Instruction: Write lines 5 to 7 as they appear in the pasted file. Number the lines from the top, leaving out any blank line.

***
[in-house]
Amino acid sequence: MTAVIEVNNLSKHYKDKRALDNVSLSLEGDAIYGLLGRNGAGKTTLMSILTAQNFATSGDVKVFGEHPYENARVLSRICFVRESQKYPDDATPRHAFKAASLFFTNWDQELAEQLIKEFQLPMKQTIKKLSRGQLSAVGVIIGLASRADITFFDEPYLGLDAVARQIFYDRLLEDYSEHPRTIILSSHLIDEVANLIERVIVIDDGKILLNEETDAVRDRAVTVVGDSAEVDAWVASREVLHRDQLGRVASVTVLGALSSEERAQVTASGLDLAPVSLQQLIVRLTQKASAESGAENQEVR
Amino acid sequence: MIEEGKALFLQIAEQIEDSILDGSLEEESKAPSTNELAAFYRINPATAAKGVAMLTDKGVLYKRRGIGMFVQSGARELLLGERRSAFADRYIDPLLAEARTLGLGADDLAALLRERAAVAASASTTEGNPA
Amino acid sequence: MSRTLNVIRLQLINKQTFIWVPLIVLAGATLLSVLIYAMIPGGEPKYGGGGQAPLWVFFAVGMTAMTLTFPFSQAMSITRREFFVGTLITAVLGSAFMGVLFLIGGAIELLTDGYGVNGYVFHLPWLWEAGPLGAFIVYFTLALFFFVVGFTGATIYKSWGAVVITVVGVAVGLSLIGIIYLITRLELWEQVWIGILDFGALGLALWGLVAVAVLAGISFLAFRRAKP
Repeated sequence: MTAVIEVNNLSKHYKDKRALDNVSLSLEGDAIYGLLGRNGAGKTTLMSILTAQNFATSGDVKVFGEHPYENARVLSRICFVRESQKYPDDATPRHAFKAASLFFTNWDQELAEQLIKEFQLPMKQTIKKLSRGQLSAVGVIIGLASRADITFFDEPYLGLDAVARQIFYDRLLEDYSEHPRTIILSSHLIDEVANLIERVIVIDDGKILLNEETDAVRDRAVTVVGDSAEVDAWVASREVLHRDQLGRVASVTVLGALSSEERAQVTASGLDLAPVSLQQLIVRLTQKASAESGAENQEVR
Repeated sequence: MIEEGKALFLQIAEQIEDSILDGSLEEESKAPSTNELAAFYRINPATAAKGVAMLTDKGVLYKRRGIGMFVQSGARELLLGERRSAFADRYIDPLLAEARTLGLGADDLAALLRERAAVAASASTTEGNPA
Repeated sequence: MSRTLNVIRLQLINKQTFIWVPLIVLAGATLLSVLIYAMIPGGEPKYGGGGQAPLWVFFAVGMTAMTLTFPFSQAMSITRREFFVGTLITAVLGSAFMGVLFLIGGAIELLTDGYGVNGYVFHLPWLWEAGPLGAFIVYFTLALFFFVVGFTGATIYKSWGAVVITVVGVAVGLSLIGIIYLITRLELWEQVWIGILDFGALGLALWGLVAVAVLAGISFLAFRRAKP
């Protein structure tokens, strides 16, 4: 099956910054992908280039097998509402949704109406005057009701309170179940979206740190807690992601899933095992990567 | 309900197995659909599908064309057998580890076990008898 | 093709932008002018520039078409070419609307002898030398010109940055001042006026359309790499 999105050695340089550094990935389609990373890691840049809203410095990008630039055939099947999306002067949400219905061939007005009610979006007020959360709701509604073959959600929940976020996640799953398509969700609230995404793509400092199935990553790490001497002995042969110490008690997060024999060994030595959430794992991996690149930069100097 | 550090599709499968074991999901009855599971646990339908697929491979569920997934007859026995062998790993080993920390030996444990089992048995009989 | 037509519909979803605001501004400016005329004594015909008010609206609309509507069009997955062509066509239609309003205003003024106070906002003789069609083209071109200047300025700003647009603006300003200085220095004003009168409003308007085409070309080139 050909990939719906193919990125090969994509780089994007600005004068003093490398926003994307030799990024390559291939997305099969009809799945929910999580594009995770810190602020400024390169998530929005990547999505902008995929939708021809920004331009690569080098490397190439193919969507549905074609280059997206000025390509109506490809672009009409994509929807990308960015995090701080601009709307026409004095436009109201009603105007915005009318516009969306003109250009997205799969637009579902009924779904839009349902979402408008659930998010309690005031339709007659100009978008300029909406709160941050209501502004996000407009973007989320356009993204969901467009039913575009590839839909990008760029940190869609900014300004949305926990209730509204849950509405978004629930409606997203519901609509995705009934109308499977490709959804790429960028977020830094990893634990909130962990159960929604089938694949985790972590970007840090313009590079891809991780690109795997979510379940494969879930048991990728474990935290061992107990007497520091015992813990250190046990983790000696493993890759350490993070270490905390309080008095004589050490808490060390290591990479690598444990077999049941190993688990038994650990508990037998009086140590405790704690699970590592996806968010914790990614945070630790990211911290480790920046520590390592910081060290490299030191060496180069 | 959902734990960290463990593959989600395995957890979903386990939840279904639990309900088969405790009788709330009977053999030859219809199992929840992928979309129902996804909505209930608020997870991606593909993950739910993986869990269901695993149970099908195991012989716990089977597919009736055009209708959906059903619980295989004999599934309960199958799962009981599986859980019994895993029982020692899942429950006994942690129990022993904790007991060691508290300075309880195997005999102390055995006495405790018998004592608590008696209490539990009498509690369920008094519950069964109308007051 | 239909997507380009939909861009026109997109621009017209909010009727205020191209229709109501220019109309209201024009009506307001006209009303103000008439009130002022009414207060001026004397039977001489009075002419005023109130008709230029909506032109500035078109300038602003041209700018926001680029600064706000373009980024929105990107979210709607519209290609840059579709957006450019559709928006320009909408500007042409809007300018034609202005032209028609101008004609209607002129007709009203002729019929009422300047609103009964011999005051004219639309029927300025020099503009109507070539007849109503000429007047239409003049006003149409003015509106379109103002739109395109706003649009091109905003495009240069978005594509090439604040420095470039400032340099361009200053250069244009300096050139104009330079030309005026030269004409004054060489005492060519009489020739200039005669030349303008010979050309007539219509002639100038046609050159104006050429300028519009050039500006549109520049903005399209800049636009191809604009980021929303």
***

Repeated sequence: MTAVIEVNNLSKHYKDKRALDNVSLSLEGDAIYGLLGRNGAGKTTLMSILTAQNFATSGDVKVFGEHPYENARVLSRICFVRESQKYPDDATPRHAFKAASLFFTNWDQELAEQLIKEFQLPMKQTIKKLSRGQLSAVGVIIGLASRADITFFDEPYLGLDAVARQIFYDRLLEDYSEHPRTIILSSHLIDEVANLIERVIVIDDGKILLNEETDAVRDRAVTVVGDSAEVDAWVASREVLHRDQLGRVASVTVLGALSSEERAQVTASGLDLAPVSLQQLIVRLTQKASAESGAENQEVR
Repeated sequence: MIEEGKALFLQIAEQIEDSILDGSLEEESKAPSTNELAAFYRINPATAAKGVAMLTDKGVLYKRRGIGMFVQSGARELLLGERRSAFADRYIDPLLAEARTLGLGADDLAALLRERAAVAASASTTEGNPA
Repeated sequence: MSRTLNVIRLQLINKQTFIWVPLIVLAGATLLSVLIYAMIPGGEPKYGGGGQAPLWVFFAVGMTAMTLTFPFSQAMSITRREFFVGTLITAVLGSAFMGVLFLIGGAIELLTDGYGVNGYVFHLPWLWEAGPLGAFIVYFTLALFFFVVGFTGATIYKSWGAVVITVVGVAVGLSLIGIIYLITRLELWEQVWIGILDFGALGLALWGLVAVAVLAGISFLAFRRAKP